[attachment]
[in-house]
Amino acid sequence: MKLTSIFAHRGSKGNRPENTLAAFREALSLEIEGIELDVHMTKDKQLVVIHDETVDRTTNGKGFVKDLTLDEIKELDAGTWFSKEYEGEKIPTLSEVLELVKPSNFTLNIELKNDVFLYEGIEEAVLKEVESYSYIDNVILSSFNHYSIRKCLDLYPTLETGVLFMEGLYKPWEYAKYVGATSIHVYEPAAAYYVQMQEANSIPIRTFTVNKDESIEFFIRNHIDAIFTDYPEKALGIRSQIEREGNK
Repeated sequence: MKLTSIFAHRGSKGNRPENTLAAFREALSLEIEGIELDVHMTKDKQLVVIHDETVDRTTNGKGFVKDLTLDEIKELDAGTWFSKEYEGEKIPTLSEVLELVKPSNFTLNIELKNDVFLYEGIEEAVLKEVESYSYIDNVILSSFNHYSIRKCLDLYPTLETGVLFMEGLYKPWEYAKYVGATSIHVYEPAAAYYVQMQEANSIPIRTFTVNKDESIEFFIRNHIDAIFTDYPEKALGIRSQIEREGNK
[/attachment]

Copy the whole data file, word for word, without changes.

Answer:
[in-house]
Amino acid sequence: MKLTSIFAHRGSKGNRPENTLAAFREALSLEIEGIELDVHMTKDKQLVVIHDETVDRTTNGKGFVKDLTLDEIKELDAGTWFSKEYEGEKIPTLSEVLELVKPSNFTLNIELKNDVFLYEGIEEAVLKEVESYSYIDNVILSSFNHYSIRKCLDLYPTLETGVLFMEGLYKPWEYAKYVGATSIHVYEPAAAYYVQMQEANSIPIRTFTVNKDESIEFFIRNHIDAIFTDYPEKALGIRSQIEREGNK
Repeated sequence: MKLTSIFAHRGSKGNRPENTLAAFREALSLEIEGIELDVHMTKDKQLVVIHDETVDRTTNGKGFVKDLTLDEIKELDAGTWFSKEYEGEKIPTLSEVLELVKPSNFTLNIELKNDVFLYEGIEEAVLKEVESYSYIDNVILSSFNHYSIRKCLDLYPTLETGVLFMEGLYKPWEYAKYVGATSIHVYEPAAAYYVQMQEANSIPIRTFTVNKDESIEFFIRNHIDAIFTDYPEKALGIRSQIEREGNK